Historical Example of Labor Supply and Demand in the United States during the Great Depression
During the 1930’s, the United States went through a terrible economic crisis referred to as the Great Depression. This came about from a series of events that caused a domino effect on the economy. After the stock market crash, people in the U.S. lost billions of dollars and demand dropped which lowered the equilibrium and caused a surplus in goods and services. This would normally cause individual wealth and increase demand because the prices for goods and services were lowered. But this surplus in goods and services caused people to become unemployed because there services were no longer needed. This went against the classical economist’s views of a vertical supply curve where equilibrium is always met and no surpluses or shortages exist.
People lost their jobs and didn’t have money to spend during this time period. The shortage of one job affected the next job and before long the economy was spiraling out of control. Banks had money for people to borrow but everyone was saving as much money as they could and the businesses were not borrowing the saved income. Even with lower interest rates, people were afraid to borrow money they could not pay back.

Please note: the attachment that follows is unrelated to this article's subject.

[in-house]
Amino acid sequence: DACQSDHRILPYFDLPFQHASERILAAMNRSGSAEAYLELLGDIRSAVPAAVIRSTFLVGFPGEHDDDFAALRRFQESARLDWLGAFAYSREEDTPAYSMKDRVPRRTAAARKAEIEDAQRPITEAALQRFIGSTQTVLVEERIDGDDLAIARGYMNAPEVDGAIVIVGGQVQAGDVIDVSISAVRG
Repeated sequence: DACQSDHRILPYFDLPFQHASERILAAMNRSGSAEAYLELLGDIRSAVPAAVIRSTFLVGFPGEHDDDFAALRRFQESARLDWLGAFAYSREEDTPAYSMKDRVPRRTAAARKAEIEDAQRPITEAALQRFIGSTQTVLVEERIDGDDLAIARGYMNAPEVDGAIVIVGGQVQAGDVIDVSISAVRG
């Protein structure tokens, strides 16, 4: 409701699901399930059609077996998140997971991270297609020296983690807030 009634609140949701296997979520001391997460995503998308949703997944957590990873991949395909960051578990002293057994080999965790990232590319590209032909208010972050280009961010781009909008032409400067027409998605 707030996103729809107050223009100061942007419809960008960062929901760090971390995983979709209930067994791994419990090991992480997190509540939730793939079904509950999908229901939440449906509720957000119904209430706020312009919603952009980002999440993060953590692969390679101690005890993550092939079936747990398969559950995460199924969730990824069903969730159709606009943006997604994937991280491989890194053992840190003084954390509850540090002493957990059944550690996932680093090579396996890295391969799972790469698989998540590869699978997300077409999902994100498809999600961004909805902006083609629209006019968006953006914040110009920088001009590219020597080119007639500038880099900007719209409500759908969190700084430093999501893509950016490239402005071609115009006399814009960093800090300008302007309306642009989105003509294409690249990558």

In 1933, 25% of workers were unemployed and 37% of non-farm workers were unemployed. Some people starved; many others lost their farms and homes. Homeless vagabonds sneaked aboard the freight trains that crossed the nation. Some people traveled to California with false hope that there were jobs out west. Labor Supply and Demand affected everything during the Great Depression. References
Smiley G. (2008) Great Depression http://www.econlib.org/library/Enc/GreatDepression.html Michelle H. (Sept. 4th 2006) The Laws of Supply and Demand, Classical Economists, and the Great Depression...